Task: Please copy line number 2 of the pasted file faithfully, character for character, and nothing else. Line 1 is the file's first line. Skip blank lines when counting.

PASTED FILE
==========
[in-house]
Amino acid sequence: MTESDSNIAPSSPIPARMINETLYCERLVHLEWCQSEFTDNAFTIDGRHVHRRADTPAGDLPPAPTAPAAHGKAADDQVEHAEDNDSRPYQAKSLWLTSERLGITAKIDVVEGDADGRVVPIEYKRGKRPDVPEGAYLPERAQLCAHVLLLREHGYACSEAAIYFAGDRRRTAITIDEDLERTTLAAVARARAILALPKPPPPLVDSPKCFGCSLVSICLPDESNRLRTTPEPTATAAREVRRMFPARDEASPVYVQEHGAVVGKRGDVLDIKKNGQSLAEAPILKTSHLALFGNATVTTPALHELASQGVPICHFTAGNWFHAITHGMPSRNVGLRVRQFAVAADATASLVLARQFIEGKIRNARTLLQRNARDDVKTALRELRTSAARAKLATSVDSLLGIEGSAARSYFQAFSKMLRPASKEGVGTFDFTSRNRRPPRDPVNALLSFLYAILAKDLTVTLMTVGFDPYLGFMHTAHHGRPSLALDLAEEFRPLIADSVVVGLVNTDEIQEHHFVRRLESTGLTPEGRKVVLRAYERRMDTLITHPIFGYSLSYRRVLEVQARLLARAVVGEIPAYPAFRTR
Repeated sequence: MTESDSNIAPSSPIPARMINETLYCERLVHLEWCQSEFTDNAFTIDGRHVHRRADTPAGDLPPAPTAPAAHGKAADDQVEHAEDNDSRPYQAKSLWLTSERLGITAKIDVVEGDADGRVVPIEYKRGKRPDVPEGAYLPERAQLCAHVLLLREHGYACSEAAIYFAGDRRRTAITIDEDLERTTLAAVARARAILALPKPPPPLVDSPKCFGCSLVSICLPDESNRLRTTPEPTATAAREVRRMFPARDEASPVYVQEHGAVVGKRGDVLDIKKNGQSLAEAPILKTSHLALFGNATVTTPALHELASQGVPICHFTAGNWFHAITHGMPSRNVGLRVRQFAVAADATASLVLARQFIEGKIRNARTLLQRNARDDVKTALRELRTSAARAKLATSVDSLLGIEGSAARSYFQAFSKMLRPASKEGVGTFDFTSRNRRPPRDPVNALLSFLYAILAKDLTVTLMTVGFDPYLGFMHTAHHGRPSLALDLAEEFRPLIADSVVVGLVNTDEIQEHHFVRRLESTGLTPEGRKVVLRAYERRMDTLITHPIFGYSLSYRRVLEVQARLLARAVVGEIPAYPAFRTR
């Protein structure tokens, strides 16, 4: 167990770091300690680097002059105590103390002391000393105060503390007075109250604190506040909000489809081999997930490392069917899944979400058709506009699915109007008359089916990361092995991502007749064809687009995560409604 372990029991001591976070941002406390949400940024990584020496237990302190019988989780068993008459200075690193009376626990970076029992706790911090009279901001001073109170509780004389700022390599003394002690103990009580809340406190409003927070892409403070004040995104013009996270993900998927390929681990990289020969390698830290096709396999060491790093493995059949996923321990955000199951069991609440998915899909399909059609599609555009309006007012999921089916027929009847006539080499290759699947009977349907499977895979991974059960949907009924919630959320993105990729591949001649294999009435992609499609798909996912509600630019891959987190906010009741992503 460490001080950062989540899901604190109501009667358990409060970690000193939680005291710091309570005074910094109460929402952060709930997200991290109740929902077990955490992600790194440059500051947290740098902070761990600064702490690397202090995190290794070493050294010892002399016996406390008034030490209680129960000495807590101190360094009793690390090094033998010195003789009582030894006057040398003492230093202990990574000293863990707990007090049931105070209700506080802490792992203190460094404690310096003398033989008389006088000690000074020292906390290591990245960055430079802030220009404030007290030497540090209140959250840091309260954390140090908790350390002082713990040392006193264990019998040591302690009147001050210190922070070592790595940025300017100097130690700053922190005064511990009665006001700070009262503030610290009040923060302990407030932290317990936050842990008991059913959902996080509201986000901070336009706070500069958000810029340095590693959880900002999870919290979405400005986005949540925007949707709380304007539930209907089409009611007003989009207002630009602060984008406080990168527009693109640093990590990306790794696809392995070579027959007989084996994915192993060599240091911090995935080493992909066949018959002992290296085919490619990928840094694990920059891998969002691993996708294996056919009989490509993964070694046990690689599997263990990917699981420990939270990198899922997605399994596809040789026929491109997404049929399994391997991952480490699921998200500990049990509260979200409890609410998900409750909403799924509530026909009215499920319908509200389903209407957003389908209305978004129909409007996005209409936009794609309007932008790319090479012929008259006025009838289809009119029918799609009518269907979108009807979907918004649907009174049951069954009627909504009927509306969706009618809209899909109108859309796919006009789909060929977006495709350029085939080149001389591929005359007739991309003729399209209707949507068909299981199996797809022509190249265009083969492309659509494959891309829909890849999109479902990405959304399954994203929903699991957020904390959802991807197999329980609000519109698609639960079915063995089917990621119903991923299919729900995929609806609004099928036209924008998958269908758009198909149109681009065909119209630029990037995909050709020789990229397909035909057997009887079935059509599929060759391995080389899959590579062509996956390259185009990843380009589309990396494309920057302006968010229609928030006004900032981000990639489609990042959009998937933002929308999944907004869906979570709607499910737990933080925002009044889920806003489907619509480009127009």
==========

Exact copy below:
Amino acid sequence: MTESDSNIAPSSPIPARMINETLYCERLVHLEWCQSEFTDNAFTIDGRHVHRRADTPAGDLPPAPTAPAAHGKAADDQVEHAEDNDSRPYQAKSLWLTSERLGITAKIDVVEGDADGRVVPIEYKRGKRPDVPEGAYLPERAQLCAHVLLLREHGYACSEAAIYFAGDRRRTAITIDEDLERTTLAAVARARAILALPKPPPPLVDSPKCFGCSLVSICLPDESNRLRTTPEPTATAAREVRRMFPARDEASPVYVQEHGAVVGKRGDVLDIKKNGQSLAEAPILKTSHLALFGNATVTTPALHELASQGVPICHFTAGNWFHAITHGMPSRNVGLRVRQFAVAADATASLVLARQFIEGKIRNARTLLQRNARDDVKTALRELRTSAARAKLATSVDSLLGIEGSAARSYFQAFSKMLRPASKEGVGTFDFTSRNRRPPRDPVNALLSFLYAILAKDLTVTLMTVGFDPYLGFMHTAHHGRPSLALDLAEEFRPLIADSVVVGLVNTDEIQEHHFVRRLESTGLTPEGRKVVLRAYERRMDTLITHPIFGYSLSYRRVLEVQARLLARAVVGEIPAYPAFRTR